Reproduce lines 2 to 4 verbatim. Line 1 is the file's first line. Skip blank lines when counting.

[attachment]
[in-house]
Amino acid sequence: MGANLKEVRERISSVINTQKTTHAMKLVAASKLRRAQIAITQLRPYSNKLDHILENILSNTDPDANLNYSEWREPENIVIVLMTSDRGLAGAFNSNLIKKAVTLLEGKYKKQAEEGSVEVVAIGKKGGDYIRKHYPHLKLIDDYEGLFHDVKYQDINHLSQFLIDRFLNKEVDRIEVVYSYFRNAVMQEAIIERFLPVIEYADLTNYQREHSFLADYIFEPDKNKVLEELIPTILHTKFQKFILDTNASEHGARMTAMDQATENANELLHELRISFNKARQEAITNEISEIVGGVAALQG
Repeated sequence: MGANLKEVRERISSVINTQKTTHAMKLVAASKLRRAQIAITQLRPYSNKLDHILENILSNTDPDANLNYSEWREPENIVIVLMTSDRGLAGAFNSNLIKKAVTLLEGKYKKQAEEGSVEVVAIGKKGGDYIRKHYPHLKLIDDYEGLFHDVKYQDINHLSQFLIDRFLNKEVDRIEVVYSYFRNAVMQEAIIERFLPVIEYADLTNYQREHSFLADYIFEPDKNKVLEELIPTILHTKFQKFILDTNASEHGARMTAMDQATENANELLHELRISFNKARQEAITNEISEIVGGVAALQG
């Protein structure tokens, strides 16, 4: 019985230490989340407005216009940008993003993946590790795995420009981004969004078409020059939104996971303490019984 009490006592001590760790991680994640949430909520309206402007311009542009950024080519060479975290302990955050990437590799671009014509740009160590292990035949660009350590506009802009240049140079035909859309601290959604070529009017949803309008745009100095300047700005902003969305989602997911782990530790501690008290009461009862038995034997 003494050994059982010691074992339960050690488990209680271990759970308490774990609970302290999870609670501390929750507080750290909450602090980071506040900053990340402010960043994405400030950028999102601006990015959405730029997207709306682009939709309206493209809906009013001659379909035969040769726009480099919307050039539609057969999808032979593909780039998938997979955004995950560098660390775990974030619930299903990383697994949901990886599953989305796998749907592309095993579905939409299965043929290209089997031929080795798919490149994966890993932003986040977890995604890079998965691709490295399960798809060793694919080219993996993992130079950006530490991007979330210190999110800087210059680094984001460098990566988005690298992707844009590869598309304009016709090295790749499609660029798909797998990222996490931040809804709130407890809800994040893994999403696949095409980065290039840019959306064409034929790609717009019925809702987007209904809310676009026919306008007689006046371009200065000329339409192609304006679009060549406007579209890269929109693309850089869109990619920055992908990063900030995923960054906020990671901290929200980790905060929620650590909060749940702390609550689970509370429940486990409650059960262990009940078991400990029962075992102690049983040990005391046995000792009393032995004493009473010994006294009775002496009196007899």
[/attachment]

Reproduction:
Amino acid sequence: MGANLKEVRERISSVINTQKTTHAMKLVAASKLRRAQIAITQLRPYSNKLDHILENILSNTDPDANLNYSEWREPENIVIVLMTSDRGLAGAFNSNLIKKAVTLLEGKYKKQAEEGSVEVVAIGKKGGDYIRKHYPHLKLIDDYEGLFHDVKYQDINHLSQFLIDRFLNKEVDRIEVVYSYFRNAVMQEAIIERFLPVIEYADLTNYQREHSFLADYIFEPDKNKVLEELIPTILHTKFQKFILDTNASEHGARMTAMDQATENANELLHELRISFNKARQEAITNEISEIVGGVAALQG
Repeated sequence: MGANLKEVRERISSVINTQKTTHAMKLVAASKLRRAQIAITQLRPYSNKLDHILENILSNTDPDANLNYSEWREPENIVIVLMTSDRGLAGAFNSNLIKKAVTLLEGKYKKQAEEGSVEVVAIGKKGGDYIRKHYPHLKLIDDYEGLFHDVKYQDINHLSQFLIDRFLNKEVDRIEVVYSYFRNAVMQEAIIERFLPVIEYADLTNYQREHSFLADYIFEPDKNKVLEELIPTILHTKFQKFILDTNASEHGARMTAMDQATENANELLHELRISFNKARQEAITNEISEIVGGVAALQG
């Protein structure tokens, strides 16, 4: 019985230490989340407005216009940008993003993946590790795995420009981004969004078409020059939104996971303490019984 009490006592001590760790991680994640949430909520309206402007311009542009950024080519060479975290302990955050990437590799671009014509740009160590292990035949660009350590506009802009240049140079035909859309601290959604070529009017949803309008745009100095300047700005902003969305989602997911782990530790501690008290009461009862038995034997 003494050994059982010691074992339960050690488990209680271990759970308490774990609970302290999870609670501390929750507080750290909450602090980071506040900053990340402010960043994405400030950028999102601006990015959405730029997207709306682009939709309206493209809906009013001659379909035969040769726009480099919307050039539609057969999808032979593909780039998938997979955004995950560098660390775990974030619930299903990383697994949901990886599953989305796998749907592309095993579905939409299965043929290209089997031929080795798919490149994966890993932003986040977890995604890079998965691709490295399960798809060793694919080219993996993992130079950006530490991007979330210190999110800087210059680094984001460098990566988005690298992707844009590869598309304009016709090295790749499609660029798909797998990222996490931040809804709130407890809800994040893994999403696949095409980065290039840019959306064409034929790609717009019925809702987007209904809310676009026919306008007689006046371009200065000329339409192609304006679009060549406007579209890269929109693309850089869109990619920055992908990063900030995923960054906020990671901290929200980790905060929620650590909060749940702390609550689970509370429940486990409650059960262990009940078991400990029962075992102690049983040990005391046995000792009393032995004493009473010994006294009775002496009196007899």